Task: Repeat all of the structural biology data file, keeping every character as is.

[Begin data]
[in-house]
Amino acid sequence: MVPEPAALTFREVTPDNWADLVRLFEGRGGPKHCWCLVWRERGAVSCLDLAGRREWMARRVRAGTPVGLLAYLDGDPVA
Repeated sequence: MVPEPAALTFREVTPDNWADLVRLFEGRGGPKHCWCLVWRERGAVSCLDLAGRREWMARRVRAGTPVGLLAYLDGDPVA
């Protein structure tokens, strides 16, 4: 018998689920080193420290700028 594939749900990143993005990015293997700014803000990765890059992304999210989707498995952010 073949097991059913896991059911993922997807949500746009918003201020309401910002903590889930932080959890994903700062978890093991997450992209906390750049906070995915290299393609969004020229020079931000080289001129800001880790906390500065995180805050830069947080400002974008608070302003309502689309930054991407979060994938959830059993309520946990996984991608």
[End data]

[in-house]
Amino acid sequence: MVPEPAALTFREVTPDNWADLVRLFEGRGGPKHCWCLVWRERGAVSCLDLAGRREWMARRVRAGTPVGLLAYLDGDPVA
Repeated sequence: MVPEPAALTFREVTPDNWADLVRLFEGRGGPKHCWCLVWRERGAVSCLDLAGRREWMARRVRAGTPVGLLAYLDGDPVA
């Protein structure tokens, strides 16, 4: 018998689920080193420290700028 594939749900990143993005990015293997700014803000990765890059992304999210989707498995952010 073949097991059913896991059911993922997807949500746009918003201020309401910002903590889930932080959890994903700062978890093991997450992209906390750049906070995915290299393609969004020229020079931000080289001129800001880790906390500065995180805050830069947080400002974008608070302003309502689309930054991407979060994938959830059993309520946990996984991608």